As discussed in section 5, Industry Canada has given two deployment extensions and one term extension to the licensees in these bands based on the lack of equipment availability. Considering that there is deployment within some licensed areas and certified equipment in both bands, Industry Canada believes that lack of equipment availability is no longer a consideration with respect to licensees being able to meet their deployment requirement.
As discussed in section 5, Industry Canada has stated in Framework for Spectrum Auctions in Canada (FSAC) and in the documents related to these bands that licensees in compliance with their conditions of licence at the end of their licence term will have a high expectation of renewal, unless a breach of licence condition has occurred, a fundamental reallocation of spectrum to a new service is required or an overriding policy need arises.
Based on the high expectation of renewal and that there is no major allocation changes anticipated for the use of these bands, Industry Canada is proposing to renew licences for those in compliance with their conditions of licence. With respect to the deployment condition of licence, it is proposed that eight links per one million population (rounded up to a whole number) within a service area be the minimum indicator of usage acceptable to the Department for meeting this condition of licence. It is proposed that these licences would be issued as new spectrum licences of the existing Tier 3 geography for a 10-year term.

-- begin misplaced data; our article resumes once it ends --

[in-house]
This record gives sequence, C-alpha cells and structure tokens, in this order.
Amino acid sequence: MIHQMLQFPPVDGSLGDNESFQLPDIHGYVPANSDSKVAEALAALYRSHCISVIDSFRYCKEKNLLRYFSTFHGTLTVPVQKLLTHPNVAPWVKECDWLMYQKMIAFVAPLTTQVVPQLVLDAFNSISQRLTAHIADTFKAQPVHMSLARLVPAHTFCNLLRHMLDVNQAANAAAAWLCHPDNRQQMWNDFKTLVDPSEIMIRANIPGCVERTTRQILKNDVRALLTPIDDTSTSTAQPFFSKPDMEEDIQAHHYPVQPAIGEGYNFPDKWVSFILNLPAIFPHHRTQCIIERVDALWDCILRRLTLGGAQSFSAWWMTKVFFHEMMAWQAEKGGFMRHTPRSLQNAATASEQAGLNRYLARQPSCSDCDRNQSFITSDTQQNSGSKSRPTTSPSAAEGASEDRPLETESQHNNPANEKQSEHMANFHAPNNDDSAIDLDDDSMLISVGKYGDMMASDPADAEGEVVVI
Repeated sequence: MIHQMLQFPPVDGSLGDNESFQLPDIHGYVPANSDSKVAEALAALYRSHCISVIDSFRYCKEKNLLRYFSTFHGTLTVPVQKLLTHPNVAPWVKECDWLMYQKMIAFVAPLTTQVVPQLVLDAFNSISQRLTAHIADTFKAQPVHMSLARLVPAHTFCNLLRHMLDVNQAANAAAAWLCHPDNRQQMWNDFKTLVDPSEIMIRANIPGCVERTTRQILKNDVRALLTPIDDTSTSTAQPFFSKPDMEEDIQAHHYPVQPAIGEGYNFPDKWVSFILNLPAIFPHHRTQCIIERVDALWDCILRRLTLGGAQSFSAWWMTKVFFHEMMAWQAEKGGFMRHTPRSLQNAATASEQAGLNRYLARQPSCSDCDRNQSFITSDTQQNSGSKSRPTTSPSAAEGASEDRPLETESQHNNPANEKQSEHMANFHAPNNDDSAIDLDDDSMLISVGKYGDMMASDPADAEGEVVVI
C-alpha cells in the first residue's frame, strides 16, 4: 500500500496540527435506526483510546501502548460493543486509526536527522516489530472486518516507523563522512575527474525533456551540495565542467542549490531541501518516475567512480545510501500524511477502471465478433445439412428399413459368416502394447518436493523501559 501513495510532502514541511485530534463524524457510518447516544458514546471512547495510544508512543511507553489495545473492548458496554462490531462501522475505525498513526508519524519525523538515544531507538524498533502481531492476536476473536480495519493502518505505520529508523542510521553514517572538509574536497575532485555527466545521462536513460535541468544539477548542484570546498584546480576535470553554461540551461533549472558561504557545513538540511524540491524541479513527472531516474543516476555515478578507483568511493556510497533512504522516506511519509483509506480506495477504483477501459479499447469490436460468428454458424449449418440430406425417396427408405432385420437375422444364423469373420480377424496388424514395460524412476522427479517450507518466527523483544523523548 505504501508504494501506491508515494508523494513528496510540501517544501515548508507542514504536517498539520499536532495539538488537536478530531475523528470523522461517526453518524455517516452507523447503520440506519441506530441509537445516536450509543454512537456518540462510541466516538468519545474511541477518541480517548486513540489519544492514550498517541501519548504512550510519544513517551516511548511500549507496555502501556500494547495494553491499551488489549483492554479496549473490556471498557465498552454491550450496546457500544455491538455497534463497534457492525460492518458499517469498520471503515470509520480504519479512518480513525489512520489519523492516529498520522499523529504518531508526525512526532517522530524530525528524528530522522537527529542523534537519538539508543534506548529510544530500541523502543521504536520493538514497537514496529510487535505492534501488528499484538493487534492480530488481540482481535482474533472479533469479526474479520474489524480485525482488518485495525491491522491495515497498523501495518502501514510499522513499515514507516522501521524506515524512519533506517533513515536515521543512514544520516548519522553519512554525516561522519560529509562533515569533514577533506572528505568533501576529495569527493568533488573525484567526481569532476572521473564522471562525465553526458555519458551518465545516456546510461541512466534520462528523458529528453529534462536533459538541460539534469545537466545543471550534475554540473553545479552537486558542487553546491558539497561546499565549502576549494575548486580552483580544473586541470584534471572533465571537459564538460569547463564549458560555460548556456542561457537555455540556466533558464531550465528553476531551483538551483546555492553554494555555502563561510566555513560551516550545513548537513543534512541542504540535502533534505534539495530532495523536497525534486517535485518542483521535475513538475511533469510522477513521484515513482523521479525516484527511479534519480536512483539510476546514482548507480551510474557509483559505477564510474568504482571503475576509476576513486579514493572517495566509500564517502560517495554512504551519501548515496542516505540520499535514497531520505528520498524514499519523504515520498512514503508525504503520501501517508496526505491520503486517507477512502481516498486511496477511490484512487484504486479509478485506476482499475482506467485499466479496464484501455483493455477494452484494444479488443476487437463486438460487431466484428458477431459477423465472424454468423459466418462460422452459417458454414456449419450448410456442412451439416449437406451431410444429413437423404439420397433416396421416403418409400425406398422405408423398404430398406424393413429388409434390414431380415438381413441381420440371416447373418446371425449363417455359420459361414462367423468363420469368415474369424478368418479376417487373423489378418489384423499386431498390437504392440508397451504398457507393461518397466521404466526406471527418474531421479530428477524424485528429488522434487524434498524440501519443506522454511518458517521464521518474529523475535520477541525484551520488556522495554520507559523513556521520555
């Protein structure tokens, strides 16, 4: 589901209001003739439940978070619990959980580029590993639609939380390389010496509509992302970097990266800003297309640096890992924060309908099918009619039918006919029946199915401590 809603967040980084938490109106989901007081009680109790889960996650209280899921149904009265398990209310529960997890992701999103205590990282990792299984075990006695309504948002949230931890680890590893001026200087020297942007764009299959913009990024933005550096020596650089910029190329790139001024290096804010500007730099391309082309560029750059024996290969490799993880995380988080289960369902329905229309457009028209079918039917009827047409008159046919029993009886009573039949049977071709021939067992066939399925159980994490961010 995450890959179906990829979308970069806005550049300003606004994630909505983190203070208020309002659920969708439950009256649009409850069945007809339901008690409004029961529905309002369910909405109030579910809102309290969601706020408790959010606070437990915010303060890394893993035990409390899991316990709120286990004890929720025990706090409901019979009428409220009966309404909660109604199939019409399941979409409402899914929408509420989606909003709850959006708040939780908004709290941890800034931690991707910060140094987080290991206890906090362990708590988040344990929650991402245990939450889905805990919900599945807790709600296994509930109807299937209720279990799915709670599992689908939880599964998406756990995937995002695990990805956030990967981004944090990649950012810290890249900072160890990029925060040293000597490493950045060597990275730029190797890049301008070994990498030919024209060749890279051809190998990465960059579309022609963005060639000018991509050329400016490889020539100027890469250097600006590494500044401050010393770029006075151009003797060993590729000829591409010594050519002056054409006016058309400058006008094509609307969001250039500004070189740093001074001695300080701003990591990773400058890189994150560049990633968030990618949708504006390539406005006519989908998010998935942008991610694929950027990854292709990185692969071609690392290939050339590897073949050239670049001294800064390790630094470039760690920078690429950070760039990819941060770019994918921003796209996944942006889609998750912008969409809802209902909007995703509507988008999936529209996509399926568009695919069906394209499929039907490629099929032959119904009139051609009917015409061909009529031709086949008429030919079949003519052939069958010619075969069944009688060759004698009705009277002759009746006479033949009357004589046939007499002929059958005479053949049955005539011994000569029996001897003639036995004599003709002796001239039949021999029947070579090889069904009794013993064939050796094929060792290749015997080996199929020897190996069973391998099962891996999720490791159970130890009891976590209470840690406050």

As noted in section 9.1, Industry Canada indicates that site-specific FCFS licensing is more efficient than spectrum licensing for fixed services, even when the required level of deployment has been met. Spectrum licensing in these bands results in much of the spectrum in many areas remaining unused.Footnote17
The international trends, as shown in sections 6.1 and 7.1, indicate that these bands are expected to continue to be used for fixed services and that the use of these bands for fixed services will continue to grow as a larger number of small cells and new commercial mobile bands are deployed. It is therefore proposed that where demand for new deployment cannot be met under the new licensing process proposed in section 9, Industry Canada may exercise the authority to issue radio licences related to specific sites within spectrum- licensed areas.